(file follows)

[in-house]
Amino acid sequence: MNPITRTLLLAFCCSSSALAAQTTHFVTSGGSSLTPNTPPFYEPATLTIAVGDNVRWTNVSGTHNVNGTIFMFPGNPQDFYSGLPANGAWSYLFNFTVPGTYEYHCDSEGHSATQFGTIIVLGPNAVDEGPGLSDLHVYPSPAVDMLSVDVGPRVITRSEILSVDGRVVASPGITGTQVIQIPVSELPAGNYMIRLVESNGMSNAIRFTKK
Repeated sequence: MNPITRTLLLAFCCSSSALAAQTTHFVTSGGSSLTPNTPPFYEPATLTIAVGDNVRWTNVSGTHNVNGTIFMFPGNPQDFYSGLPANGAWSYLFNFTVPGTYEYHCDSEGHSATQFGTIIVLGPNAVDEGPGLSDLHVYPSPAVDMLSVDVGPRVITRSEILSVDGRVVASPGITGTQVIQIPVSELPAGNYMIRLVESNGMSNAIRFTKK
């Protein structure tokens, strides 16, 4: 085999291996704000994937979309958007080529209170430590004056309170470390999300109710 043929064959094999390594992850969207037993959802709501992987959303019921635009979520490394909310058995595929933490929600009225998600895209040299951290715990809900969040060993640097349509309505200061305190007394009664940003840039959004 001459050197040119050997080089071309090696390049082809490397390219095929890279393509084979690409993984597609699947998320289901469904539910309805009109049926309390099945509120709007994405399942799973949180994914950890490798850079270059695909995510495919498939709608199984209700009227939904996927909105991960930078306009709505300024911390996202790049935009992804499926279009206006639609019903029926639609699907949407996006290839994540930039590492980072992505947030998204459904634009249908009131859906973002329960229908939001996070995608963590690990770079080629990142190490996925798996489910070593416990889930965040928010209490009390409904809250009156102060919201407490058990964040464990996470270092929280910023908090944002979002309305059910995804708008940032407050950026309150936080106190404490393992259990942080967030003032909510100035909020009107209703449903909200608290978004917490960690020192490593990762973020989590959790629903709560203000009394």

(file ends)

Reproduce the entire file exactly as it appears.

[in-house]
Amino acid sequence: MNPITRTLLLAFCCSSSALAAQTTHFVTSGGSSLTPNTPPFYEPATLTIAVGDNVRWTNVSGTHNVNGTIFMFPGNPQDFYSGLPANGAWSYLFNFTVPGTYEYHCDSEGHSATQFGTIIVLGPNAVDEGPGLSDLHVYPSPAVDMLSVDVGPRVITRSEILSVDGRVVASPGITGTQVIQIPVSELPAGNYMIRLVESNGMSNAIRFTKK
Repeated sequence: MNPITRTLLLAFCCSSSALAAQTTHFVTSGGSSLTPNTPPFYEPATLTIAVGDNVRWTNVSGTHNVNGTIFMFPGNPQDFYSGLPANGAWSYLFNFTVPGTYEYHCDSEGHSATQFGTIIVLGPNAVDEGPGLSDLHVYPSPAVDMLSVDVGPRVITRSEILSVDGRVVASPGITGTQVIQIPVSELPAGNYMIRLVESNGMSNAIRFTKK
């Protein structure tokens, strides 16, 4: 085999291996704000994937979309958007080529209170430590004056309170470390999300109710 043929064959094999390594992850969207037993959802709501992987959303019921635009979520490394909310058995595929933490929600009225998600895209040299951290715990809900969040060993640097349509309505200061305190007394009664940003840039959004 001459050197040119050997080089071309090696390049082809490397390219095929890279393509084979690409993984597609699947998320289901469904539910309805009109049926309390099945509120709007994405399942799973949180994914950890490798850079270059695909995510495919498939709608199984209700009227939904996927909105991960930078306009709505300024911390996202790049935009992804499926279009206006639609019903029926639609699907949407996006290839994540930039590492980072992505947030998204459904634009249908009131859906973002329960229908939001996070995608963590690990770079080629990142190490996925798996489910070593416990889930965040928010209490009390409904809250009156102060919201407490058990964040464990996470270092929280910023908090944002979002309305059910995804708008940032407050950026309150936080106190404490393992259990942080967030003032909510100035909020009107209703449903909200608290978004917490960690020192490593990762973020989590959790629903709560203000009394």